I want to stand as close to the edge as I can without going over. Out on the edge you see all the kinds of things you can't see from the center.
- Kurt Vonnegut
There's a sense of anticipation, of heightened expectation driving to my house. Situated on a rocky spine that resembles a dragon's tail, the little ranchito I rent is near the tip of a peninsula jutting into the Pacific. Almost vertical cliffs give way to roiling seas in the Bahia de Todo Santos on one side, and steep canyons yield to a tiny layer cake village on the other. Every time I make the drive to my place, I feel like I did when I was a kid driving to Provincetown, the last foothold on Cape Cod, holding my breath waiting to reach the edge of the world, only a little sliver of land between me and some far off unknown, an entire ocean between. The promise of adventure and mystery has always held me in its thrall, and here in Baja, it's no different. Next stop: China. If that doesn't give you a shivering appreciation for smallness and grandeur at once, nothing will.
To say that the geography here is stunning doesn't do it justice. The Baja peninsula remains some of the most gorgeous, raw terrain in North America, in many places like it was 50, 100, or even 300 years ago, save for a few paved roads and the advent of electricity. The gap between old and new Mexico is narrowing, which is a shame in many ways because it hasn't always been beneficial to the people here (a topic for an entire book, much less another blog post). But in the places where the country retains its former natural glory, nothing is more breathtaking.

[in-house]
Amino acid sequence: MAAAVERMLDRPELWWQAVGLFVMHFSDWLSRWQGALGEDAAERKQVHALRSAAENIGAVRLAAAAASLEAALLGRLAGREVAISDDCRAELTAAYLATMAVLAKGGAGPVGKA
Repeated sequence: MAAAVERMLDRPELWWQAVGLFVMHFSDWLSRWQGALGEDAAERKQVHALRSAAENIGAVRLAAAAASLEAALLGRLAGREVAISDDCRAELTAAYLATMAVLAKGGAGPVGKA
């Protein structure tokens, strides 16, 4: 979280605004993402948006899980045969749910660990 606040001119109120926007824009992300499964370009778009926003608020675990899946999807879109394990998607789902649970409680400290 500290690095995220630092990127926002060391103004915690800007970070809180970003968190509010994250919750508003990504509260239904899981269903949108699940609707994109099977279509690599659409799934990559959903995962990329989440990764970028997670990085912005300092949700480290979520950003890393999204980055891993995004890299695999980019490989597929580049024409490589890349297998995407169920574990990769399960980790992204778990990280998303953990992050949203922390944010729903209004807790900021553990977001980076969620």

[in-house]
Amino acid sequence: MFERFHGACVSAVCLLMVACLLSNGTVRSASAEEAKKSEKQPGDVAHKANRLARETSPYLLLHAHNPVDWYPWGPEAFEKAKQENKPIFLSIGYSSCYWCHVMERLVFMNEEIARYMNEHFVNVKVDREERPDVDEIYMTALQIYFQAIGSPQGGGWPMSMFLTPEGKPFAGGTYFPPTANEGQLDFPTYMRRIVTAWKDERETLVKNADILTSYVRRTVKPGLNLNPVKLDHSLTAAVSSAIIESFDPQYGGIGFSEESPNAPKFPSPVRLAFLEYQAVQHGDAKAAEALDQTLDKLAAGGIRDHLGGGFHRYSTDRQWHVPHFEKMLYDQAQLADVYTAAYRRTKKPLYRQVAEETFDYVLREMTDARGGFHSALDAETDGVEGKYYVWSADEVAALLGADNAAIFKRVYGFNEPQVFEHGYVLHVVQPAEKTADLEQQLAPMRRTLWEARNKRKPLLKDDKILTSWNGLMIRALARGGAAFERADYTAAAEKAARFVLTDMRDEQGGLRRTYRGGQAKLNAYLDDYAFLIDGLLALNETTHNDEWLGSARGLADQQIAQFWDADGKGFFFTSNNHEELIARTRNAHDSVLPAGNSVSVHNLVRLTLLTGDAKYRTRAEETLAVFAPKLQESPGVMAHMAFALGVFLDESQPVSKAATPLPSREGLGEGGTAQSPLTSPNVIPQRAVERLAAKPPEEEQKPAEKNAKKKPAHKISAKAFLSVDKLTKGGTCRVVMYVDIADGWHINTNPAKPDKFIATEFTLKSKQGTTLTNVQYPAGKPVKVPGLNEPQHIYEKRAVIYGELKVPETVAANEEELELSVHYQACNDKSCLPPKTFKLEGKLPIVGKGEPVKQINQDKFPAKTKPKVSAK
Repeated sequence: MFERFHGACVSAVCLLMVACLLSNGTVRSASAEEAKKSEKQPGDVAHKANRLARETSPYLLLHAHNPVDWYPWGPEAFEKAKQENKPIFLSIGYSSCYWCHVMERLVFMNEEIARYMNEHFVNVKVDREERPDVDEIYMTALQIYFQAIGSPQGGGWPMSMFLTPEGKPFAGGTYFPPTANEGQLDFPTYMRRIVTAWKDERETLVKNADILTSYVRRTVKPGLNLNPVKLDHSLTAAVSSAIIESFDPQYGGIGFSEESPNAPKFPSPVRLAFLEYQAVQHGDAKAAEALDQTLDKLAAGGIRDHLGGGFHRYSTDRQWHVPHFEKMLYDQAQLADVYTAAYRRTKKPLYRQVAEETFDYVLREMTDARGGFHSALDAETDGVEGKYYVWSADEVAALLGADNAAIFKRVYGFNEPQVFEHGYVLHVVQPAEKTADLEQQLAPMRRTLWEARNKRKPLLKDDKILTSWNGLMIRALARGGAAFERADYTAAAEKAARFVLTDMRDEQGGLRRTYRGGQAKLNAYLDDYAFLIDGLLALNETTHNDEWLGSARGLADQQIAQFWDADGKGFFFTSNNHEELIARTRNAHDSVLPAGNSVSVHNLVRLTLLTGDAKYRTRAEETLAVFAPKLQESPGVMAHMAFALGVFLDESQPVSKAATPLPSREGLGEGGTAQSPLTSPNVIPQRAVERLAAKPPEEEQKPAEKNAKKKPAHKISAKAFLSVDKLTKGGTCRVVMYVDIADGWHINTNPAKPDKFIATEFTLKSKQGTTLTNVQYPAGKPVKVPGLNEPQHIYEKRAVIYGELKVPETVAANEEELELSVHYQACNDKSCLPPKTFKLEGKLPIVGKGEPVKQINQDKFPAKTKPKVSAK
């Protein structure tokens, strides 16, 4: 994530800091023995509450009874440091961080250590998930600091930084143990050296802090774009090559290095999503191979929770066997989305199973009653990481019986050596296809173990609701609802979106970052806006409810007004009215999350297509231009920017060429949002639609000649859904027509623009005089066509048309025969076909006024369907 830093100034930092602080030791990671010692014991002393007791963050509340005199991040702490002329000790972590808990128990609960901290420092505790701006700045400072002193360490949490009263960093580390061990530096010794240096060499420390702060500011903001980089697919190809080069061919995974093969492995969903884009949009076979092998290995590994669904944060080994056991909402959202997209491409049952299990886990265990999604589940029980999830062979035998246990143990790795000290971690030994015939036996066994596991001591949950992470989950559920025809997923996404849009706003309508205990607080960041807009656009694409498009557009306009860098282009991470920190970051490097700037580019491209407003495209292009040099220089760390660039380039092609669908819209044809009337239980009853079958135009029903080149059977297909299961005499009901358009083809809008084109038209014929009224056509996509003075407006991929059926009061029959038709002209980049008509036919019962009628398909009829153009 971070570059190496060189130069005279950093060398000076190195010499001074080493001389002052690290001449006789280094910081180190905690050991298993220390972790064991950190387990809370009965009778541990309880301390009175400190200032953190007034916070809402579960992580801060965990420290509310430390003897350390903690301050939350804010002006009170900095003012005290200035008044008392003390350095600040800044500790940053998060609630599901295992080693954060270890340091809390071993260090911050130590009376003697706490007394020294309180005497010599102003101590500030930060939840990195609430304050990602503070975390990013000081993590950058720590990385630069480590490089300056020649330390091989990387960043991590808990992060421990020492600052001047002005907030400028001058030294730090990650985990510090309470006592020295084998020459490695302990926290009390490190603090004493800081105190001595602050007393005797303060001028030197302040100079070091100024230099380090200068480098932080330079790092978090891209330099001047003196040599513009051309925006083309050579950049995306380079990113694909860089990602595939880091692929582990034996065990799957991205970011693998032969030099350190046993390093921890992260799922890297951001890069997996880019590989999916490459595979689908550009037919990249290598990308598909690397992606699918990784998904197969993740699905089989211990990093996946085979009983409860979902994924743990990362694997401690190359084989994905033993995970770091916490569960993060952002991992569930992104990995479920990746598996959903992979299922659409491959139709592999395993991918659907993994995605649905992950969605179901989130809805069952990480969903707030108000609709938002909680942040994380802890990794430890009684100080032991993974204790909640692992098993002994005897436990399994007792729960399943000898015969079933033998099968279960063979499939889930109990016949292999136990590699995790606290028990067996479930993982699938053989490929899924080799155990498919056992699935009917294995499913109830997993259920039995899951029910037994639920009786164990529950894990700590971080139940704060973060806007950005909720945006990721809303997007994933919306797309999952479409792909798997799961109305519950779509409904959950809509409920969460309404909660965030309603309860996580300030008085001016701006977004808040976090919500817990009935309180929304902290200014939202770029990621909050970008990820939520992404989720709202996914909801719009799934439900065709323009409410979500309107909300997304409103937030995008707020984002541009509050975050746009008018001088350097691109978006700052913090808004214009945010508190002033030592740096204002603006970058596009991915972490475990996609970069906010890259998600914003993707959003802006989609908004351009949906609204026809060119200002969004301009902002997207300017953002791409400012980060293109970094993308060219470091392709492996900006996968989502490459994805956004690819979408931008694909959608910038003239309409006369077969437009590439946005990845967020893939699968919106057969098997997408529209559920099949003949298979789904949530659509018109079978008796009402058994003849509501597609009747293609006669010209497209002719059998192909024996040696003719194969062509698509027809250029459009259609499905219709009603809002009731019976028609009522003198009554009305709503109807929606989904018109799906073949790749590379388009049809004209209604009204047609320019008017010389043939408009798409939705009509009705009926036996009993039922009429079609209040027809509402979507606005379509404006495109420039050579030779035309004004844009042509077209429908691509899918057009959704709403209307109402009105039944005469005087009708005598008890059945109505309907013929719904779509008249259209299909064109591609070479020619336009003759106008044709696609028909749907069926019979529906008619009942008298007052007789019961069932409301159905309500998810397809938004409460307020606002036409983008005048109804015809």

I Could Be Anywhere...
Crepuscular fog banks race in from the ocean on both sides of the peninsula, like two lovers running to embrace after a long time apart. The clouds swirl and envelope the house, battening the sound of the birds and the seals barking on the rocks below. It could be stage fog from a machine in a play about London, so thick and viscid is it. When the bruma engulfs the desert meadow before me, and all I can hear is the steady drip, drip, drip of the mist from my metal roof, I could be in the foothills of the Himalayas, a coffee plantation in Ecuador, or the slopes of Mt. Kenya, as in the photo above, a tricky lookalike for the vista from my deck. I could be anywhere.
Anywhere is good sometimes. Like many people who land here from other places, I didn't entirely choose Mexico; it was more like a refuge from a storm (read about the cost of living in Baja, below). As I mentioned in my blog intro post, I was going through a reversal of fortune, and the churning waves of the economy snatched me up, chewed me to a bloody pulp, and spit me out on the sands of Baja. Maybe it was folly, or perhaps God or the Universe chose it for me, to give me the experiences I needed to write.
Sometimes when things are falling apart they may actually be falling into place.
- Author Unknown